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NASA Wants Gas Stations In Space

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posted on Aug, 7 2011 @ 11:40 AM
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reply to post by liejunkie01
 


No! For the love of God no! No gas stations in space....NASA needs to think wisely and spend it's time and money,developing new technologies. This whole...Shuttle....It got retired for a reason... It's just so...old fashioned...

Have you seen it close up? All covered in patches? The space shuttle is the Ford Pinto of the universe....

It's high time we start figuring out... a better way to travel....

We are essentially traveling by horse, when we could be taking a Ferrari, so to speak.




posted on Aug, 7 2011 @ 11:48 AM
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reply to post by Pervius
 


Venus is beyond repair for a lot of reasons. Rotational speed, near absolute void of water or hydrogen, and the CO2 is coming from the rocks by it's extreme heat. Venus does have a magnetosphere, that is not the answer. It's too close to the sun and it's day is longer than it's year! It is because of the thick 97.5% CO2 atmosphere on Venus that it's surface temperature is largely stable, hot enough to melt lead and tin, hotter than Mercury, a near 900ºF.



posted on Aug, 10 2011 @ 02:33 AM
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Detailed information for those interested:

www.nasaspaceflight.com...

Looks like a great plan to me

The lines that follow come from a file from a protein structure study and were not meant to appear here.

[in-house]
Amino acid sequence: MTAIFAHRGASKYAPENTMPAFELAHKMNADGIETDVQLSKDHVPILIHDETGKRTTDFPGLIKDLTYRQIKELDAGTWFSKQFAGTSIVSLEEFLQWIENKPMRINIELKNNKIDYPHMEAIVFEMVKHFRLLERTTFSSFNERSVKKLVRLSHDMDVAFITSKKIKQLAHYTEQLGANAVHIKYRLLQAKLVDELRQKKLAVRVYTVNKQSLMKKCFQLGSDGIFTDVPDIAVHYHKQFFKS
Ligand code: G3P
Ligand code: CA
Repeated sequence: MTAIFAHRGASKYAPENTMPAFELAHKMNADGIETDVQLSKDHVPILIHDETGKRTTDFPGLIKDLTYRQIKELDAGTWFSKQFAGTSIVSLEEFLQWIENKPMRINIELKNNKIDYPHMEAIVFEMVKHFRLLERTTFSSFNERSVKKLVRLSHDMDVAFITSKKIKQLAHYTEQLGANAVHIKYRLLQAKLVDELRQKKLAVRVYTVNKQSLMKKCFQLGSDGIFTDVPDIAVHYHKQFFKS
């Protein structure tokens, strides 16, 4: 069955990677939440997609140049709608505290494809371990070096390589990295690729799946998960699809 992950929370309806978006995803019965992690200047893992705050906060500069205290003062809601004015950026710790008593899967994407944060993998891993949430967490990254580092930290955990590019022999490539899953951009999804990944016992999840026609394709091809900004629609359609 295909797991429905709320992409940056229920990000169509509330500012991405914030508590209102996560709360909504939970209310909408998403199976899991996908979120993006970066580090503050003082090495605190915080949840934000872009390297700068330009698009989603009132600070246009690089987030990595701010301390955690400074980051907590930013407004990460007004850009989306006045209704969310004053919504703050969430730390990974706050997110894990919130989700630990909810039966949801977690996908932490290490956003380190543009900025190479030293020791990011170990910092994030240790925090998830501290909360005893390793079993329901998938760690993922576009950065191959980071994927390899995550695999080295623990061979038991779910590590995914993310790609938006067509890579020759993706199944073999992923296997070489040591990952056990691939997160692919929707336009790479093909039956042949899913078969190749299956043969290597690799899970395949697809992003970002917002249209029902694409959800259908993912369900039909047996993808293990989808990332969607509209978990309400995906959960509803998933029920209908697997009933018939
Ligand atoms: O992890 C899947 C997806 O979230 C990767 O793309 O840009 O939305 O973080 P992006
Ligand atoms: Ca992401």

posted on Dec, 14 2011 @ 03:31 PM
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reply to post by liejunkie01
 


Here is a link and a quotes from an interesting article about fuel depots. It's more complicated than I realized.


Propellant transfer is a flexible approach. Propellant might be delivered by a variety of providers using big rockets or small ones, and the depot could be placed in whatever orbital location makes the most sense. However, by embracing that flexibility, advocates have avoided specifying the details that determine whether a design closes—that is, whether it really works. At least one viable proof of concept example is needed before the idea can be evaluated. Each reference design should specify, among other things: how big the tankers are and how and when they are launched; how the various propellant spacecraft operate together; the orbits, trajectories, and maneuvers assumed; and whether the in-space propellant transfer assets can be reused for multiple missions or are deployed fresh for each mission.



In engineering, there are four fundamental steps to inventing the next big thing. First, come up with a new idea that looks promising. Second, figure out the details of how it would work. Third, compare it to known alternatives to figure out whether the new idea is actually any better. Propellant depots for exploration have gotten through step one. But until someone performs steps two and three to figure out whether depots really are an improvement, it’s premature to move to step four: making it happen.

Doubts about Depots

NOTE: This is from 2009, maybe there are more recent studies that resolve that author's doubts?
edit on 14-12-2011 by cloudyday because: (no reason given)



posted on Dec, 14 2011 @ 03:43 PM
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reply to post by liejunkie01
 


NASA dont need gas in space because they have solar power.



posted on Dec, 14 2011 @ 03:50 PM
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reply to post by wlasikiewicz
 


The solar power doesn't provide any propulsion, it powers the equipment on board. All propulsions still emit or burn a variety of different fuels and/or gasses, even the ion thrusters, though they also require an additional power source in the form of electricity usually.



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